SWAT team on a mission
The Cape Coral Police Department’s SWAT team collected food donations Tuesday outside of a local store to benefit the Harry Chapin Food Bank.
Since Dec. 1, the police department has been collecting donations of non-perishable food items as part of an employee food drive to benefit the local food bank. Nearly 500 pounds of food had been collected prior to Tuesday.
In a last ditch effort to collect as much as possible, the SWAT team set up Tuesday outside the Wal-Mart on Del Prado Boulevard from about 9 a.m. to 6 p.m. They collected more than 15 shopping carts filled with food.
“We wanted to get out here and give back,” Officer Lucas Smoker said, adding that the community has shown the SWAT team a lot of support.
People dropped off canned goods, cereal, boxed foods and other items. Two people each donated a cart filled with food – $60 or $70 worth of items.
Some people donated cash, which was used inside to buy more food.
“They think it’s a great idea,” he said of the public’s reaction to the drive.
Cape residents John and Bonnie Knue stopped by the CCPD table to donate some canned goods with their grandsons. They saw the set up on the way in.
“It’s just to help out people who need food,” Connie Knue said of why they chose to donate.
The couple donates regularly to local organizations and youth groups.
“You just never know, you may be next,” John Knue said.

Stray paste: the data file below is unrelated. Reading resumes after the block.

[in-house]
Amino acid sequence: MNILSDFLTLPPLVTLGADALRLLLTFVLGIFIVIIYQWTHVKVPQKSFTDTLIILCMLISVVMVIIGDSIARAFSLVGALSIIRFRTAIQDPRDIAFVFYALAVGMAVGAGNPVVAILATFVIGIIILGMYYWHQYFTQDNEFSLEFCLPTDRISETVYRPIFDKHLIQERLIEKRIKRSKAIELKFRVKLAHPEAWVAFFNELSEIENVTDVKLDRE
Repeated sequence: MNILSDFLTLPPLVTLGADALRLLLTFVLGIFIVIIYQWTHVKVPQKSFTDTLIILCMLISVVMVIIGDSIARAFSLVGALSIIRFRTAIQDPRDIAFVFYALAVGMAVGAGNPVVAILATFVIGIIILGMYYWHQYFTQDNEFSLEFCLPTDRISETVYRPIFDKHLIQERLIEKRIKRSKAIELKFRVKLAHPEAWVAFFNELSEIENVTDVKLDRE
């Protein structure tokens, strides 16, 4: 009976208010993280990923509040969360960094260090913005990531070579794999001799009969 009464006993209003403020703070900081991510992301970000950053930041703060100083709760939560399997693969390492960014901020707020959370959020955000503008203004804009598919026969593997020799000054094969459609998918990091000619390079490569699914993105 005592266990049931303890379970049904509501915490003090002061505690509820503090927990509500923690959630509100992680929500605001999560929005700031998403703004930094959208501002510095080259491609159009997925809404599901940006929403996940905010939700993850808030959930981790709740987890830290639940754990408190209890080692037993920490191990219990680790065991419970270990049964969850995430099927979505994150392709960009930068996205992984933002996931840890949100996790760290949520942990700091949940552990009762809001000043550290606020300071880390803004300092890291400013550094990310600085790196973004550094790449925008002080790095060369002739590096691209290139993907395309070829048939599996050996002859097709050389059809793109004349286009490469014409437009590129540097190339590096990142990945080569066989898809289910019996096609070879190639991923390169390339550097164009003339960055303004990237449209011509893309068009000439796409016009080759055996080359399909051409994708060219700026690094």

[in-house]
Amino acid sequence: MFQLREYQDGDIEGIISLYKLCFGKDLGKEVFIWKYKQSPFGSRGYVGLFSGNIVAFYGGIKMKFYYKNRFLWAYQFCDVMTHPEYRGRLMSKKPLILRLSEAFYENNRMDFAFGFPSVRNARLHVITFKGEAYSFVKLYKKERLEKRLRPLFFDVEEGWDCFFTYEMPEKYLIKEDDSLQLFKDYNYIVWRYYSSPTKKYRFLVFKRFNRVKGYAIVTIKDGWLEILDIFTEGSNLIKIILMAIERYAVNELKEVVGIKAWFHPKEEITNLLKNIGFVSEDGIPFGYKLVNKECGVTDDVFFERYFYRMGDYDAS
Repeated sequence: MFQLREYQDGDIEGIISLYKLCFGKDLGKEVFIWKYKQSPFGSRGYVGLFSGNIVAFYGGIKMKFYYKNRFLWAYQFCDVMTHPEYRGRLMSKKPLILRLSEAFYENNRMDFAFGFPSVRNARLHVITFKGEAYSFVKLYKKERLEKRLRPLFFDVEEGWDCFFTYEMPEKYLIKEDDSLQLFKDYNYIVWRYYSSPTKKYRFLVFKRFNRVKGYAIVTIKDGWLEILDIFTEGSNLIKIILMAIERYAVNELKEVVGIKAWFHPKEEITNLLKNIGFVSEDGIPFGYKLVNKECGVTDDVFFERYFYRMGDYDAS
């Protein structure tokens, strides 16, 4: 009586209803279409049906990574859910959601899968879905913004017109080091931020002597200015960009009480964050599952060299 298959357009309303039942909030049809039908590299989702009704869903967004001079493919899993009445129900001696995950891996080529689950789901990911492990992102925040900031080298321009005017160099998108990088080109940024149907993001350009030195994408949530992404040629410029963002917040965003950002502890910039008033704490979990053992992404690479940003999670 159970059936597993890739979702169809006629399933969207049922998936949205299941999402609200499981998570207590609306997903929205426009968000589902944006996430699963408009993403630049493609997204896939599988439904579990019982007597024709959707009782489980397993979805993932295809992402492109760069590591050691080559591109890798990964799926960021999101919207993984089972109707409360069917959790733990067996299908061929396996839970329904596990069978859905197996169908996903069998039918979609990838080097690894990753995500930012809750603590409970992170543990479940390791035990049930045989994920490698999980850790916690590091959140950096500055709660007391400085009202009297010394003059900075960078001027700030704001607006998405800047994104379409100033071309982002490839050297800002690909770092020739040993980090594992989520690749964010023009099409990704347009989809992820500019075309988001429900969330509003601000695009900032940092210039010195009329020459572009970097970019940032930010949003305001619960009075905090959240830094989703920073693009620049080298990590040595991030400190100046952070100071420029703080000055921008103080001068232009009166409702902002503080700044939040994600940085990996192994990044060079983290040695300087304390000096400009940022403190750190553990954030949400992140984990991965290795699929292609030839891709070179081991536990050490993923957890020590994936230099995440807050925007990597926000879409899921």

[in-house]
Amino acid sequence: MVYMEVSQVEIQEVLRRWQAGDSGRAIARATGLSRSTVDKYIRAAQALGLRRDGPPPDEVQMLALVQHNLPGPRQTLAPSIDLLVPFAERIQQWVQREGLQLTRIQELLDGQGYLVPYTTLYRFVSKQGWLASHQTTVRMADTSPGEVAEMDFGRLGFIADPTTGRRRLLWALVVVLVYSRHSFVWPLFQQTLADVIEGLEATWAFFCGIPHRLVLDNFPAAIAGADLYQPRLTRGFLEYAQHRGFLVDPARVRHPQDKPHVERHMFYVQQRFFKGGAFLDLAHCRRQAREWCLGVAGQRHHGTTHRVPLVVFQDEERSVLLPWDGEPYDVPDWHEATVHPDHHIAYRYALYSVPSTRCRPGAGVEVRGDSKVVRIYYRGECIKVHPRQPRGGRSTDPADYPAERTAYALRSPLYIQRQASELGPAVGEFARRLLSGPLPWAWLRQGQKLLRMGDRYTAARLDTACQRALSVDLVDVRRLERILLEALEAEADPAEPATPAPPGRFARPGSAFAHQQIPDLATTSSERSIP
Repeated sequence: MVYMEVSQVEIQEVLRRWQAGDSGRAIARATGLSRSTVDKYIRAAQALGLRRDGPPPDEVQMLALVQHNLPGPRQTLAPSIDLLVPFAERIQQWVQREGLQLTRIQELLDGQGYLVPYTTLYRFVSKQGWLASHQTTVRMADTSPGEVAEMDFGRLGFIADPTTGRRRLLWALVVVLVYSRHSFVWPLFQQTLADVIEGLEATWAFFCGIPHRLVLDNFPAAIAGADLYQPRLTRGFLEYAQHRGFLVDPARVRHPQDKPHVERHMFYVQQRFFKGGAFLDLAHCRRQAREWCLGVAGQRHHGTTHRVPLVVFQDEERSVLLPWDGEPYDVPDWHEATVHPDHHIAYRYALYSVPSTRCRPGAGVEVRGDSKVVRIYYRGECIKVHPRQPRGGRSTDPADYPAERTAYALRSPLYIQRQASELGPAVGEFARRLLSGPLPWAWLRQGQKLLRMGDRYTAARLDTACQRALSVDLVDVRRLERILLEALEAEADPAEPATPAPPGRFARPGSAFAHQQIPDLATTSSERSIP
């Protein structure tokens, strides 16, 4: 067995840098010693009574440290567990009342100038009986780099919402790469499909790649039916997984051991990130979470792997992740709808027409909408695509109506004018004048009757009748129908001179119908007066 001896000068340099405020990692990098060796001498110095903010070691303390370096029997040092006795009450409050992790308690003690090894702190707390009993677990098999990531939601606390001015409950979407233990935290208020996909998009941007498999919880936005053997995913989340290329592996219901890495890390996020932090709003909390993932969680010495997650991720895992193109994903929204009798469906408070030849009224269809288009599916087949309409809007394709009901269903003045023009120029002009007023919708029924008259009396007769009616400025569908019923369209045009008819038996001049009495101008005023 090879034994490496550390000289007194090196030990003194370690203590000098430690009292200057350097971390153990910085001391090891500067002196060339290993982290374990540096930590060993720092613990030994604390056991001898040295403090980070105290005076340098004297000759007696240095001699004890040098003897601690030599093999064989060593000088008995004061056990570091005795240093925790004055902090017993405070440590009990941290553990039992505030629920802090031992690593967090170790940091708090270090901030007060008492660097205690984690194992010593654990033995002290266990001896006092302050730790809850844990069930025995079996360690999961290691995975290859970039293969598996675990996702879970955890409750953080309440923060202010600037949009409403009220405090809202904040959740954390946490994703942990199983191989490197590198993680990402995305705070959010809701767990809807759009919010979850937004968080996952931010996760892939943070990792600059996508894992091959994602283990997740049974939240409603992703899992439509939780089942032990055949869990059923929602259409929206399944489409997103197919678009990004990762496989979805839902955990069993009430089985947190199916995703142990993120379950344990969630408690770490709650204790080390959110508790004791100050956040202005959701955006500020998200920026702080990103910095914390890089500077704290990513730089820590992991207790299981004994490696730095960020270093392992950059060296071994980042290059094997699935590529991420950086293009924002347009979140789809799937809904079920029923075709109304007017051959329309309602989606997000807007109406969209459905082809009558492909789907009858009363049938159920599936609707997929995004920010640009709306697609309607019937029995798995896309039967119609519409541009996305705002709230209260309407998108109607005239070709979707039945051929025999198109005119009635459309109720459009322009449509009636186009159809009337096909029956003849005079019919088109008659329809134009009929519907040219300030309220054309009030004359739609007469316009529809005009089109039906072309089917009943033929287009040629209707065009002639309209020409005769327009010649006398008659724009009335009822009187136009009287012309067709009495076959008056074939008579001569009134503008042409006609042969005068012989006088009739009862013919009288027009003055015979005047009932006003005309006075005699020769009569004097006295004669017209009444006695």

According to Smoker, the team got a lot of positive feedback from people.
“We’ve been receiving a lot of support,” he said. “It’s been good.”
In addition to accepting donations for the food drive Tuesday, the SWAT team handed out free stickers and bracelets to young children and offered tours of a SWAT vehicle on scene. They also took photographs with youth.
“It’s fun for them,” Smoker said of the children.
The CCPD’s food drive ends Thursday.
“This is a great way for the SWAT team to give back to the community,” SWAT team leader Sgt. Carlos Mena said. “We realize that there are people in need right here in our city, and this is a great way for us to help out.”
He said people continued to drop off bags of food into the evening hours.
“It was us giving back to the community and helping those in need, but it turns out the community is helping the community,” Mena added.